A ruling party lawmaker introduced today a bill requiring written permission from the police force for street protests in the Maldives’ congested capital, Malé.
Abdulla ‘Bochey’ Rifau, an MP with the Progressive Party of the Maldives, said the proposed changes to the Freedom of Assembly Act, was aimed at “ensuring everyone can safely exercise their right to assembly.”
Rallies, protests and demonstrations have become a “public nuisance and pose dangers to public safety,” he argued.
MP Imthiyaz Fahmy, an opposition MP, condemned the bill as unconstitutional, noting Article 32 of the constitution guarantees the right to assemble without prior notice.
“I do not see why the government should bother to bring any legislative changes, when peaceful political activity of any sort is being stopped by the police,” Imthiyaz said.
The police, citing a home ministry imposed ban on street protests, have blocked nearly all gatherings by opposition parties, civil society groups and journalists in Malé in recent months.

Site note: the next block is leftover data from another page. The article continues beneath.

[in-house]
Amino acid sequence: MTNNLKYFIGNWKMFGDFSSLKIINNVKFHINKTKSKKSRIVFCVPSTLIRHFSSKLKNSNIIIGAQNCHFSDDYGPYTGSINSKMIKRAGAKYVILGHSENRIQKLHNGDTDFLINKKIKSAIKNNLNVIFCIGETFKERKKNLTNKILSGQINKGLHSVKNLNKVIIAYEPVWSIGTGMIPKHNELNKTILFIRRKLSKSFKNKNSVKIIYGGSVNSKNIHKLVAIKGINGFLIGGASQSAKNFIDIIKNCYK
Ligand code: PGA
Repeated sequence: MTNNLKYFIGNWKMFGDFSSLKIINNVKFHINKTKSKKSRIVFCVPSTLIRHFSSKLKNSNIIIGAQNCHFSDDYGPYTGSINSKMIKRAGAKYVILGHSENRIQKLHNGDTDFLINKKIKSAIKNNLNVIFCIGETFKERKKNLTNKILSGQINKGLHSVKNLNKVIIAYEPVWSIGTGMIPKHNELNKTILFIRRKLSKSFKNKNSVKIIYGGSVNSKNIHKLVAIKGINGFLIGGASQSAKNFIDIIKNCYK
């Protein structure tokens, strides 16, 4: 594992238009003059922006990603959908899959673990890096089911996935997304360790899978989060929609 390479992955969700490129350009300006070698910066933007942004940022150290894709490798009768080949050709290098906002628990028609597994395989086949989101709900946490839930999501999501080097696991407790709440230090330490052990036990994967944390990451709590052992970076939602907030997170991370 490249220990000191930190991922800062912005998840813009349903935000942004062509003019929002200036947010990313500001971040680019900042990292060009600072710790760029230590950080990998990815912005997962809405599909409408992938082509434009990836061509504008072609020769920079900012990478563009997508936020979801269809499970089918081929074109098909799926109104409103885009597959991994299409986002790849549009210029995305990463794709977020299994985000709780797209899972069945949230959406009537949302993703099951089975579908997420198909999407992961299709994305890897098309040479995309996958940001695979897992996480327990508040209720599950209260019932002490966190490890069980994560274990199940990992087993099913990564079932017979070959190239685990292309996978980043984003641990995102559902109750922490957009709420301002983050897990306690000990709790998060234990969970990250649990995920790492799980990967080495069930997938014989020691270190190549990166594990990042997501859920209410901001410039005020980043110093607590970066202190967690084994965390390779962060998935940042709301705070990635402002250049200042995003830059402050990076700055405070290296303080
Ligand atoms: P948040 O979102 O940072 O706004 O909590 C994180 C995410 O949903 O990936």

The ban was announced in November after the opposition called a three-day protest in Malé against the jailing of senior opposition figures, including former President Mohamed Nasheed.
Rifau’s bill comes at a time of renewed tensions in Malé.
A new coalition of former senior government officials and opposition parties, the Maldives United Opposition, is trying to rally supporters in a campaign to oust President Abdulla Yameen.
The MUO wants to arrest Yameen on charges of corruption and human rights abuses.
The amendments proposed by Rifau says any activity in a public space in Malé require written permission from the police. It exempts activities held in areas approved by the home ministry.
If the amendments are approved and ratified, the ministry is required to publish a list of selected areas within 30 days.
The changes are likely to pass as the PPM and its ally, the Maldives Development Alliance, hold some 53 seats in the 85-member house.
They come on the same day that ruling party lawmakers passed a draconian bill imposing severe restrictions on free speech and press freedom.
The Anti Defamation Act, dubbed by journalists as the bill to restrict free speech, recriminalizes defamation, imposing hefty fines and a jail term of up to six months for those who are unable to pay the fine, and allows regulators to shut down media houses for slander.
It was put to the vote despite a groundswell of opposition from journalists, human rights groups and international actors.